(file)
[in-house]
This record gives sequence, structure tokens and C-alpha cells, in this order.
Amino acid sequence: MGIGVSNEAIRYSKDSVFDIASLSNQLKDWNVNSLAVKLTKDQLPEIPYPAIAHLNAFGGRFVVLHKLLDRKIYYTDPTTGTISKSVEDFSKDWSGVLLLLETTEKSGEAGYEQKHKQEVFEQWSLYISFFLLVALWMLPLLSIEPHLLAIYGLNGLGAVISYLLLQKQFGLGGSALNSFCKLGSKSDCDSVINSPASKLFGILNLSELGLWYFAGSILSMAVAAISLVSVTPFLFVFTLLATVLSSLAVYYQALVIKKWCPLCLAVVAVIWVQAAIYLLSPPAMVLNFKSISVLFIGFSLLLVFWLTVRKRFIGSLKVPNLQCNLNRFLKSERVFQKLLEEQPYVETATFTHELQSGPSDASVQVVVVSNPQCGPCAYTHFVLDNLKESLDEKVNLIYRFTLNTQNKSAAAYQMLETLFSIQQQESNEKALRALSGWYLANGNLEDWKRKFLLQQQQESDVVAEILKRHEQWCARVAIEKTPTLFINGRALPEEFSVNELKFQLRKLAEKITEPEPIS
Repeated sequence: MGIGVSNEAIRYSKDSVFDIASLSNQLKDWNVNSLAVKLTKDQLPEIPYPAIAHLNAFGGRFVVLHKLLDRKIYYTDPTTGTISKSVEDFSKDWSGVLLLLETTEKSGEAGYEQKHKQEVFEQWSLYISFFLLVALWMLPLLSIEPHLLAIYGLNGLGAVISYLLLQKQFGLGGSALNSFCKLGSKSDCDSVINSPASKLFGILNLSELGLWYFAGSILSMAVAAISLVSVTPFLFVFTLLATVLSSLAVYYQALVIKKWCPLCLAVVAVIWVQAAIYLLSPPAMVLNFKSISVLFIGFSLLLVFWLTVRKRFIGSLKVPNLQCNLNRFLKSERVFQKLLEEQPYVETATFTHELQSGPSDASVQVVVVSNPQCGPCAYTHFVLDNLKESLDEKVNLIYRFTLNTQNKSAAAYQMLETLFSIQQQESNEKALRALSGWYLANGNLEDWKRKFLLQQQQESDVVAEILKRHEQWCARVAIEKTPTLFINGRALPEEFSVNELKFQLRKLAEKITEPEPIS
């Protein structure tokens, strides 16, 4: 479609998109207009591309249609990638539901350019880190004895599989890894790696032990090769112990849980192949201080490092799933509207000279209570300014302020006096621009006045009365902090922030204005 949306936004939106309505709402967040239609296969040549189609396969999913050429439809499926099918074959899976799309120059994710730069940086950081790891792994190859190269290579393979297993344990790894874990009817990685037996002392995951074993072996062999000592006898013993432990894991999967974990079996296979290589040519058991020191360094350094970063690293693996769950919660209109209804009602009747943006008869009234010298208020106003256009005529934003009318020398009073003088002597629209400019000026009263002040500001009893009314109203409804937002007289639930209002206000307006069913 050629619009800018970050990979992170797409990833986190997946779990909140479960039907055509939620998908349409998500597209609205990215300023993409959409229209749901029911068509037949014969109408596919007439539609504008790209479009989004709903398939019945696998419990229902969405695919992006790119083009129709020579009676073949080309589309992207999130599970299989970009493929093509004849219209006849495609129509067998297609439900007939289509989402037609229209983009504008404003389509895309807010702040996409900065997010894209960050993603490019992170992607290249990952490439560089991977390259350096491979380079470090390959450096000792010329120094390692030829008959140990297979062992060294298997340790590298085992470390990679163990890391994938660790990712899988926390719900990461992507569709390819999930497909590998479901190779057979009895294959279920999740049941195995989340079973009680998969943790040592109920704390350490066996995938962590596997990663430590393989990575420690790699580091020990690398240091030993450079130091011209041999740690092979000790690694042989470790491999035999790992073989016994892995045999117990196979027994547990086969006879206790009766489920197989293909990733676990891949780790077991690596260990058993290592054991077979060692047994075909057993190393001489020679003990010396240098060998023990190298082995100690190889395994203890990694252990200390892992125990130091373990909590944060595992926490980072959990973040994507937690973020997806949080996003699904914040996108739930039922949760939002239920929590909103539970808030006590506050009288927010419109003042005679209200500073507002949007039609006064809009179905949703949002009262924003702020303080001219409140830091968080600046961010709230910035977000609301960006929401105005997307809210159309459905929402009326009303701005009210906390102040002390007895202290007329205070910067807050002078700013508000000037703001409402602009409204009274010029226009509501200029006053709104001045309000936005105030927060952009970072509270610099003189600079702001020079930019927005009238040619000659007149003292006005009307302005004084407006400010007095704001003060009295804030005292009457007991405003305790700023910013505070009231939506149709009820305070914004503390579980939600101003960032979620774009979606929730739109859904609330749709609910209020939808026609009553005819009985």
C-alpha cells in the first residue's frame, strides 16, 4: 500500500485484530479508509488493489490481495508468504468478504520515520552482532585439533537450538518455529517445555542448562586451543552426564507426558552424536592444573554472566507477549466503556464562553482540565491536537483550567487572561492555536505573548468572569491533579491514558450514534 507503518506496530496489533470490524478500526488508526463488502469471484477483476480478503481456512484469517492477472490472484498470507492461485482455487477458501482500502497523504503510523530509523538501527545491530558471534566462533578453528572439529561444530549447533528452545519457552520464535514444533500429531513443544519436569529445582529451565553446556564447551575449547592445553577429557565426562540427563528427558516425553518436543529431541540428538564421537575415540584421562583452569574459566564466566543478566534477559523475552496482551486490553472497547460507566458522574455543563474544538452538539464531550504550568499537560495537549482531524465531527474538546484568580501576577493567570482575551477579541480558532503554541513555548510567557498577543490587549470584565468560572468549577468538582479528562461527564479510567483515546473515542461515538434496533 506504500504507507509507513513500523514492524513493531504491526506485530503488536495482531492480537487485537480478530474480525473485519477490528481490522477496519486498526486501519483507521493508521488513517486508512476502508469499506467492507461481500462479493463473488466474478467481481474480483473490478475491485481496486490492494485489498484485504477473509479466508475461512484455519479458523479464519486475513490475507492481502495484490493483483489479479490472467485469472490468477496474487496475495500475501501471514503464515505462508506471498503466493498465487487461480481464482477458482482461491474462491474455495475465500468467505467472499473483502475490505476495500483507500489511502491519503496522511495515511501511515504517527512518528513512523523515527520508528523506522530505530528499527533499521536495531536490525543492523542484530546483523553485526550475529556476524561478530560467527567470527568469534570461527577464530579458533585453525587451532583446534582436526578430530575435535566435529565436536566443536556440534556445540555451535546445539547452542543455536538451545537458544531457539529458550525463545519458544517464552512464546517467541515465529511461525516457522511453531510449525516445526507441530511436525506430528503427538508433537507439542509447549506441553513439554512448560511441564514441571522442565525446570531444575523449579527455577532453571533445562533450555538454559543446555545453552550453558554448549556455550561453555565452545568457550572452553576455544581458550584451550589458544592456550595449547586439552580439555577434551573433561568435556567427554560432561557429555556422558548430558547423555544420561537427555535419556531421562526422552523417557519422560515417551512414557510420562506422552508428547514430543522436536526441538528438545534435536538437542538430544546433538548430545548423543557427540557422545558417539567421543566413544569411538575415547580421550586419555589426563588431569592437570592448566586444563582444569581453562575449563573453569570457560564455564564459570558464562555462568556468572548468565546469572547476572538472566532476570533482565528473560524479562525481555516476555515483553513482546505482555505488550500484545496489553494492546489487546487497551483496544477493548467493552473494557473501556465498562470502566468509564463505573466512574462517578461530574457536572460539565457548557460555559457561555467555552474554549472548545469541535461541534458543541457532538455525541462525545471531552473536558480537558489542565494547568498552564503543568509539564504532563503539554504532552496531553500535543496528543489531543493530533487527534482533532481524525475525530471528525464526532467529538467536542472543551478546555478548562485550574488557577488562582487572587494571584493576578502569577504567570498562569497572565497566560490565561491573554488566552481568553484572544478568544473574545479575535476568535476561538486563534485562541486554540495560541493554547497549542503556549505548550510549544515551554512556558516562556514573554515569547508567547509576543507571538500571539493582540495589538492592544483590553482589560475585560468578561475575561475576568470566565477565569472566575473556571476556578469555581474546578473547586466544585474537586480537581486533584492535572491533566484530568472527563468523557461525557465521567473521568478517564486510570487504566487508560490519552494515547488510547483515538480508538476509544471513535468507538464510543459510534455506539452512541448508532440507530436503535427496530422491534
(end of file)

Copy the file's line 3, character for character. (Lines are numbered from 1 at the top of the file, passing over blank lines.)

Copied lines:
Amino acid sequence: MGIGVSNEAIRYSKDSVFDIASLSNQLKDWNVNSLAVKLTKDQLPEIPYPAIAHLNAFGGRFVVLHKLLDRKIYYTDPTTGTISKSVEDFSKDWSGVLLLLETTEKSGEAGYEQKHKQEVFEQWSLYISFFLLVALWMLPLLSIEPHLLAIYGLNGLGAVISYLLLQKQFGLGGSALNSFCKLGSKSDCDSVINSPASKLFGILNLSELGLWYFAGSILSMAVAAISLVSVTPFLFVFTLLATVLSSLAVYYQALVIKKWCPLCLAVVAVIWVQAAIYLLSPPAMVLNFKSISVLFIGFSLLLVFWLTVRKRFIGSLKVPNLQCNLNRFLKSERVFQKLLEEQPYVETATFTHELQSGPSDASVQVVVVSNPQCGPCAYTHFVLDNLKESLDEKVNLIYRFTLNTQNKSAAAYQMLETLFSIQQQESNEKALRALSGWYLANGNLEDWKRKFLLQQQQESDVVAEILKRHEQWCARVAIEKTPTLFINGRALPEEFSVNELKFQLRKLAEKITEPEPIS